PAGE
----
Tuesday, 13 November 2012

Skyfall: Bond's Body - Part I

If you haven't seen Skyfall yet get your silly ass back on the bandwagon and go see.
Then read this post :)

ass firmly on the bandwagon.

The inspiration for this post arrived in a moment of delicious serendipity. 

Leafing casually through the Metro (because reading the Metro earnestly is never a good look), your honourable blogger decided to peruse a review of the new Bond film, only to find the following phrase, turned with what can only be described as an uncommonly absurd brilliance, and describing how Daniel Craig...

thrusts himself around the screen like an urgent penis – a penis pulling a ‘serious’ face. 


Fighting the urge to blurt the line verbatim to fellow passengers, who no doubt could have done with a bit of penis blurting action to liven their day, it dawned upon your honorable blogger that this was not his first dalliance with 007’s appendage, and a distant memory of a dreary afternoon in Cambridge University Library swirled into view:

Cambridge University Library, aka towering phallus of intellectual might.

James Bond’s Penis” is a scholarly article by Toby Miller, spotted whilst pretending to leaf earnestly through the equally wordy Masculinity: Bodies, Movies, Culture. And whilst there are other similarly (ahem) intriguing titles in this volume - “Suck, Spit, Chew, Swallow: A Performative Exploration of Men’s Bodies” providing, as we might guess, an academically rigorous enquiry into the social mores of Soho on a Friday night - we must stick to the case in hand. 

Despite subsequent and ill-advised attempts to trend #urgentpenis, it stands that Larushka Ivan-Zadeh’s joke at the expense of Craig’s macho bravado plays cleverly on the entirely earnest assertion of masculinity which underpins the Bond phenomenon. 

The classic character resume goes something like: 

Every man wants to be him, every woman wants to be with him. 

Babes this is totes a style personal best for you. WERQ.

And a phenomenon it is: Skyfall continues to break box office records around the world, whilst the virtually inescapable press hysteria and barrage of Bond editorials is truly astonishing; all of which demonstrate a truly global reach and confirm the franchise’s position as hugely important cultural artefact. 

Hey Girl, I'm part of film franchise which totes reinforces misogynistic values, but I can be cute sometimes.

If you want to go academic on Bond’s ass, feel free, courtesy of The Bond Phenomenon: A Critical Reader, just one of many academic volumes on the subject, as we ask the question:

What does the success of Skyfall tell us about our culture: men, women, and Britain today? 

dying to know if that's Burberry...

Skyfall is an intelligent film, acutely aware of its 50-year heritage, and researching this post has uncovered a mine of intelligent comment about Bond, from analysis of the artwork featured, to a detailed account of the cultural transmission the “every man wants to be him” meme has undergone.

Sévérine (Bérénice Marlohe) between Bond's legs, with Modigliani's Woman with a Fan (1919) in the background.
A woman framed and woman framed. Discuss.

There are, of course, more amusing things to be found too, especially when trying to track down a link for an article called “James Bond’s Penis”. For example, “Gay Fitness, Health, and Life” site RealJock (LOL) considers Daniel Craig and asks the pivotal question:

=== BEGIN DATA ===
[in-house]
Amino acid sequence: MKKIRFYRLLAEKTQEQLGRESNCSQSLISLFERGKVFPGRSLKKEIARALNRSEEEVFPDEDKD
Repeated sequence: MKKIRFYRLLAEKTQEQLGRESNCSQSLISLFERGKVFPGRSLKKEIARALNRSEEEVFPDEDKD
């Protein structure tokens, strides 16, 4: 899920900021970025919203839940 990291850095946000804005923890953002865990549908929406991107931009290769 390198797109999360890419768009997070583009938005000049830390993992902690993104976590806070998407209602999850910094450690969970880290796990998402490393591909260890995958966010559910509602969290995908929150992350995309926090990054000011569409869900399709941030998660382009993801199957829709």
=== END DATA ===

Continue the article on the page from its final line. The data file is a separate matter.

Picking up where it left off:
So now we’ve blabbed on quite a lot – sorry guys but Bond’s Penis is, like, totally, a really important topic – so let’s look at some Skyfall stuff. 

The Bond films featuring Daniel Craig have seen increasing emphasis placed on his physicality - weapons and gadgets are totes only for geeks (silly weak beta-males). Apart from guns obviously, because a gun is basically a metal dick that kills people. FUCK YEAH. 

flattering angle...

Anyway, Bond’s bodily strength and aspirational masculinity reflect the demands made upon a modern male film star: a six pack is basically a fait accompli. So Daniel Craig can kill people and look ridiculosa hot whilst doing so.

The beach scene in Casino Royale makes a refreshingly alternative homage to the “iconic” Bond moment where Ursula Andress emerged bikini-clad from the sea (primordial femininity anyone?), and signals a more overt sexualisation of the hero himself for a modern, flesh-hungry audience. 
(side note: is this Tom Daley in 10 years?)

Oh hi

Following this logic, contemporary Bond is more frequently injured and even subject to torture as his usually dominant physicality is threatened. This can be seen in the opening of Die Another Day, and also in the infamous bollock whack torture scene in Casino Royale (oh god eyes watering at the very thought). 

No-one can really remember what happened in Quantum of Solace because it’s so aggressively bad - let’s skip through unless anyone has anything to add? No? Thought so. 

If you’ve seen Skyfall then you’ll already recognise the body problems Bond faces, and there’s a lot to explore, but to wrap up Part I let’s have a look at a poster: 

We feel sad for the suit :(
Daniel Craig slides into view on his back and the larger-than-life, billboard proportions of his body fill the poster, as gritty punch-throwing masculinity bursts into our field of vision. 

Gun out (lol), Craig lies in a defensive position defending his crotch from an unseen threat (we do love a good unseen threat), yet manages to maintain that certain suave sartorial poise we associate with Bond.

It's more or less the male equivalent of a pin-up image, and has a lot to say as an icon of Bond-brand masculinity in 2012.

But that's for next time… MUHAHAHAH… no seriously literally / hopefully see you then :)

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